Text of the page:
From “Commonwealth of Powder-makers” to Haven for Protected Species: The Chilworth Gunpowder Works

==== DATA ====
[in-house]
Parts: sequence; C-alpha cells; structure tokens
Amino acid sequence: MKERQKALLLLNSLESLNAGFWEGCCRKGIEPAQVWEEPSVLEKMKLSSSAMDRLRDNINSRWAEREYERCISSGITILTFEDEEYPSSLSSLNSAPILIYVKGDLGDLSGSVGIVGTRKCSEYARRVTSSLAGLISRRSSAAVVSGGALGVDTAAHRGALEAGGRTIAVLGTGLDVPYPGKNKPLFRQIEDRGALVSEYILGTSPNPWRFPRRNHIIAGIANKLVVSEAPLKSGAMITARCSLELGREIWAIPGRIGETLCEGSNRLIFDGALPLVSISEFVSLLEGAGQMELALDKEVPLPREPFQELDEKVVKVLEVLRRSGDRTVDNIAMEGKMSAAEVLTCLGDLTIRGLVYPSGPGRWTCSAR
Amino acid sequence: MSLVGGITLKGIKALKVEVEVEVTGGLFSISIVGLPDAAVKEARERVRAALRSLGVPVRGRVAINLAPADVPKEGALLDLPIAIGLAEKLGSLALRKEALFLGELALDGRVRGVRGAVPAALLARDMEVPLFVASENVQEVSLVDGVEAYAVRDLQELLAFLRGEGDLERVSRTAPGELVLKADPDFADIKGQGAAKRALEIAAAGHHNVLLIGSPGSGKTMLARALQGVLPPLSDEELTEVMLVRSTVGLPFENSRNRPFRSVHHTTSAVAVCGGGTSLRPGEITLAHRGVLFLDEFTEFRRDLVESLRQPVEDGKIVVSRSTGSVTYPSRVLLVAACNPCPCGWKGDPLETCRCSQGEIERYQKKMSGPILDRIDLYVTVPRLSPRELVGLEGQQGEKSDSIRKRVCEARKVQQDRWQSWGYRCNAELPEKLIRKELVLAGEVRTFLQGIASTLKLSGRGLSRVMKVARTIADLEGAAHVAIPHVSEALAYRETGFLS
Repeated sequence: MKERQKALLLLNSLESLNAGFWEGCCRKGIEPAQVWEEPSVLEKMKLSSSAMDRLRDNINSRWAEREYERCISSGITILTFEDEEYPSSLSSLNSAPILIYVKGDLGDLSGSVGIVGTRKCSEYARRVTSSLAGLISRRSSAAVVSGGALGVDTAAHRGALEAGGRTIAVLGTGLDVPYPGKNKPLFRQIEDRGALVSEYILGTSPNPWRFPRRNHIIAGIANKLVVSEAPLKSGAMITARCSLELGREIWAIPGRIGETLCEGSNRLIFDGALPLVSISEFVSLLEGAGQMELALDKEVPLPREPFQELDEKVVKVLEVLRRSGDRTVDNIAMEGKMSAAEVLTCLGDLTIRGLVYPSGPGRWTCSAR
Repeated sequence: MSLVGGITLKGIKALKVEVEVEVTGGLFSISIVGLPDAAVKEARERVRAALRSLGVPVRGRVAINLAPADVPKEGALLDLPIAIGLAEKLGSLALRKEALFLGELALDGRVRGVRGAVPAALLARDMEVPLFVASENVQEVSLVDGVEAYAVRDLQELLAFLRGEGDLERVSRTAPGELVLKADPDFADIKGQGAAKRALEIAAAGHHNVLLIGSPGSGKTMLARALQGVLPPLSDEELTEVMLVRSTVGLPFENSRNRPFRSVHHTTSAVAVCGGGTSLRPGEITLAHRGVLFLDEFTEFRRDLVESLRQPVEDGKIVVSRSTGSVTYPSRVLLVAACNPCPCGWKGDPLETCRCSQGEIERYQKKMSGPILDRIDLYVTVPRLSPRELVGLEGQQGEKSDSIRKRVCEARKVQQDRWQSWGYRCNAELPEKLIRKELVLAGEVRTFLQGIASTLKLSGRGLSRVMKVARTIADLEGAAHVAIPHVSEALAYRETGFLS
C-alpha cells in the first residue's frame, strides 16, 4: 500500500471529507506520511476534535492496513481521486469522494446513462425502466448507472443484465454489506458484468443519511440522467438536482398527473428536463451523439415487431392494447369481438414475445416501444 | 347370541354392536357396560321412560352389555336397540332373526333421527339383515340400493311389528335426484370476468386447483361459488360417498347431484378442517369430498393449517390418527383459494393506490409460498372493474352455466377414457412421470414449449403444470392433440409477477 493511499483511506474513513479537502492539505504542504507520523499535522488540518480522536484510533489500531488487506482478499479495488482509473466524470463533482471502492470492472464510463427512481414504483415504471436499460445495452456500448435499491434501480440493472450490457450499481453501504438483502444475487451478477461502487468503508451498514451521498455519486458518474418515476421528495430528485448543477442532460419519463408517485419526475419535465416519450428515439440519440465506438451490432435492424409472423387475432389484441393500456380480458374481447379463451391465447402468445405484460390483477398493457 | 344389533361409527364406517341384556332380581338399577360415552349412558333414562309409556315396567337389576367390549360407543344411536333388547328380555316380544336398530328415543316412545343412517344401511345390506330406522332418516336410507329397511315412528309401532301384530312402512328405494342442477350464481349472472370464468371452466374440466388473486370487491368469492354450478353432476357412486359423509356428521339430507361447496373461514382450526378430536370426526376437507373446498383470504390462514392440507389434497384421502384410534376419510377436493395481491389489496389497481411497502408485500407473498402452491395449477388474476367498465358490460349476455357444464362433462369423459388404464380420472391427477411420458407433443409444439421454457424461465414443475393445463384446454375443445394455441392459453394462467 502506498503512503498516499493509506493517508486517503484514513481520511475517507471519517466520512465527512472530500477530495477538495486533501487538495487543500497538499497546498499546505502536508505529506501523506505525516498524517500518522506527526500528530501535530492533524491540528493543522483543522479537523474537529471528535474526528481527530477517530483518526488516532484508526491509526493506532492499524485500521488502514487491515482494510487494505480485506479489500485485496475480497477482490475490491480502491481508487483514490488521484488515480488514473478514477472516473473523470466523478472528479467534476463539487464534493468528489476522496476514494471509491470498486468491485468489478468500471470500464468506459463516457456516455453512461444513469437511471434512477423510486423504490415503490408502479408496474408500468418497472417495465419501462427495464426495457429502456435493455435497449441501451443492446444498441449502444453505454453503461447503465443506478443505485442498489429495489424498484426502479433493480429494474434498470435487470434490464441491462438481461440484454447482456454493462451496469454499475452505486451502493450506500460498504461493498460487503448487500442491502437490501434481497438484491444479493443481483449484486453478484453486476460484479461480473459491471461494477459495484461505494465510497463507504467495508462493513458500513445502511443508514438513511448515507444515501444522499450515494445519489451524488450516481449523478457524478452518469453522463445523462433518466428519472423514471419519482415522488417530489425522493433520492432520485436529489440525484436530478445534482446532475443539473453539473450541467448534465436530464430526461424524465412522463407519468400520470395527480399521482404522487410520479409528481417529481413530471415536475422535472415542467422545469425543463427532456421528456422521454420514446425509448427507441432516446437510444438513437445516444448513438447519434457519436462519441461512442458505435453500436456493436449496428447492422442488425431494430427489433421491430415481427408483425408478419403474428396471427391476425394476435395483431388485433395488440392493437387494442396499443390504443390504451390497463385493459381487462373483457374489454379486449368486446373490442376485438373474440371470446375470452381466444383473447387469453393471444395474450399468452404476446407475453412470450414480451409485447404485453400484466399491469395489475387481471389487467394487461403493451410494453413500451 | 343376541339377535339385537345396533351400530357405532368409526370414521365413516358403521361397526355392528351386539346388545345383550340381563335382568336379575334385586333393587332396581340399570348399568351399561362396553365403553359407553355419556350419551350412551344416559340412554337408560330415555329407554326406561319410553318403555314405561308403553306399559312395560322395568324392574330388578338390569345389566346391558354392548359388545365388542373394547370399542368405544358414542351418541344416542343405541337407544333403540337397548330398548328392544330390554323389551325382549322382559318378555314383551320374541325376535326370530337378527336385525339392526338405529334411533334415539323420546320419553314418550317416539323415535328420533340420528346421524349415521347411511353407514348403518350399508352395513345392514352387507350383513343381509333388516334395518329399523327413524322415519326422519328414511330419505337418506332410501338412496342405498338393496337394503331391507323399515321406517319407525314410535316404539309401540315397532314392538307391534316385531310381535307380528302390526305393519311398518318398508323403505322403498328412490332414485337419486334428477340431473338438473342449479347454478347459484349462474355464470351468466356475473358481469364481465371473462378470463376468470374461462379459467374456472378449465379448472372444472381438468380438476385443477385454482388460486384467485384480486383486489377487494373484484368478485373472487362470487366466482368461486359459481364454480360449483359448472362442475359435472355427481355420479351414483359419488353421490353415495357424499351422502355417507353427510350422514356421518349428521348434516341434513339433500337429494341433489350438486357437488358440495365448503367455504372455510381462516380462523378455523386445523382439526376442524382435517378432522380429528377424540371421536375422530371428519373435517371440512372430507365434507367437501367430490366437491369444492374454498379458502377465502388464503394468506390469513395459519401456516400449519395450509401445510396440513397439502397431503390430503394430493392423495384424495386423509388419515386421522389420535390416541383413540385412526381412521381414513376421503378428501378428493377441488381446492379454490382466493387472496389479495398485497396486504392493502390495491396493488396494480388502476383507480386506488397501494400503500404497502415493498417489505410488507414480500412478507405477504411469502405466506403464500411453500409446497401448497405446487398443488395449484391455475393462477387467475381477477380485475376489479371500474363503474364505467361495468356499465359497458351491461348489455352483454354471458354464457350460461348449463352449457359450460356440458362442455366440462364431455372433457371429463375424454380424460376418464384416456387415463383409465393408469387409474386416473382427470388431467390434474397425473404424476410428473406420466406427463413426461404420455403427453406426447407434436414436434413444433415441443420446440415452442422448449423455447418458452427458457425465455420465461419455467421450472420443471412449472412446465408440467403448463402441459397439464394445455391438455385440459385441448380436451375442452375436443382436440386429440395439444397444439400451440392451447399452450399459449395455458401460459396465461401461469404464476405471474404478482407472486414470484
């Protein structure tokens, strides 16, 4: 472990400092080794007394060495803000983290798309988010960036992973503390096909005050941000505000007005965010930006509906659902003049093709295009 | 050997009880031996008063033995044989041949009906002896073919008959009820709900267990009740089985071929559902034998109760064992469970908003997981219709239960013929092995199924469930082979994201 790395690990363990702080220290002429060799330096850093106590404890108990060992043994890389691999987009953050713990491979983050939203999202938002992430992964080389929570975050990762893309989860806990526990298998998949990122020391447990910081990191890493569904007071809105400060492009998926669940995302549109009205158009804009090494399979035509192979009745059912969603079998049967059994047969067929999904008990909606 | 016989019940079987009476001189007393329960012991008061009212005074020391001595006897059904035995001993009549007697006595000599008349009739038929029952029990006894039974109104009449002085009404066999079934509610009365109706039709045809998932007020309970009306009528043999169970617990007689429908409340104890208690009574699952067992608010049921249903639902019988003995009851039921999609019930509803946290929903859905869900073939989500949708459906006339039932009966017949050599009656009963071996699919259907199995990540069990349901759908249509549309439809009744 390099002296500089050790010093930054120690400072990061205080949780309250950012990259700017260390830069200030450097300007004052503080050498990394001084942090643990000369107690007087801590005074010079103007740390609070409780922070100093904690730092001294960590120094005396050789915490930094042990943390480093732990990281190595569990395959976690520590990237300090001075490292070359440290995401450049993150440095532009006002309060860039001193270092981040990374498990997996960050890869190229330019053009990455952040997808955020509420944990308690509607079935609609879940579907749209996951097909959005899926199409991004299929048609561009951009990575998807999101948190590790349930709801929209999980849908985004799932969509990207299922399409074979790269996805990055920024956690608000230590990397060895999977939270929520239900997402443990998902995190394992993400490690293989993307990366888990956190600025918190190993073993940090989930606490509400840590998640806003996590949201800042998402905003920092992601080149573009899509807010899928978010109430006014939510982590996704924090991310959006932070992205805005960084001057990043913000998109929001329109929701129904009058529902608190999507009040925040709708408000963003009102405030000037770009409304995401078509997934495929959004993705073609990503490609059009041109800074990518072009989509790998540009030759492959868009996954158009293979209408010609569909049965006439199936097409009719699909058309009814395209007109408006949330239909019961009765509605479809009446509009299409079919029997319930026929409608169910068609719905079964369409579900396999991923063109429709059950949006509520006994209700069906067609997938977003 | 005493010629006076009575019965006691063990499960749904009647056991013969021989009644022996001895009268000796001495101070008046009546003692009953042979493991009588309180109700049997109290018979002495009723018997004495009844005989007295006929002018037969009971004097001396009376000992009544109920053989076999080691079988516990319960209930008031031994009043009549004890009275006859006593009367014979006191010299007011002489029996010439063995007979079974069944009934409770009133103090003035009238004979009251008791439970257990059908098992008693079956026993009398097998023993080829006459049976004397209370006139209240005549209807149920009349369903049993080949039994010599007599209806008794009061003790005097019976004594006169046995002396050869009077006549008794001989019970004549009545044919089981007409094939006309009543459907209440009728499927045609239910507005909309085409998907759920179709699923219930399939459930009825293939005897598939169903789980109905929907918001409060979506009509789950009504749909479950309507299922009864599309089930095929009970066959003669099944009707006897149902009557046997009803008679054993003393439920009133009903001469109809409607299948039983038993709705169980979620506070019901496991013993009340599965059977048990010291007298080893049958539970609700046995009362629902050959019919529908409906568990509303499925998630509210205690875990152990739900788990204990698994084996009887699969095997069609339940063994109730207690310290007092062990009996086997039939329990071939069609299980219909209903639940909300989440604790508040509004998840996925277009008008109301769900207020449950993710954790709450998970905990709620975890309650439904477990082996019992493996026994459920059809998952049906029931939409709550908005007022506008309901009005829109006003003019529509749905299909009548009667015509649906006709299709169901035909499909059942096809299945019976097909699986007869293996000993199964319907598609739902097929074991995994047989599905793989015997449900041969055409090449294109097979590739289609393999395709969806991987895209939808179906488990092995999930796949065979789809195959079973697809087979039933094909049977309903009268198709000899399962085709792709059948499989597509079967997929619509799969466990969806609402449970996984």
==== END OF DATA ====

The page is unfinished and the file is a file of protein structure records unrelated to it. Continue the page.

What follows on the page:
Since at least the Norman Conquest, the Tillingbourne River has powered numerous mills that were initially used for processing commodities such as grain and wool. Gunpowder first began to be produced alongside the river in Chilworth by the East India Company in 1626, using saltpeter from India, sulfur from various volcanic regions, and charcoal produced locally. Production continued for the next three hundred years. Nature has long since returned to the works, now a haven for protected species such as dormice and bats. The site is faced with several challenges though, including phosphate enrichment of the Tillingbourne and ash dieback.
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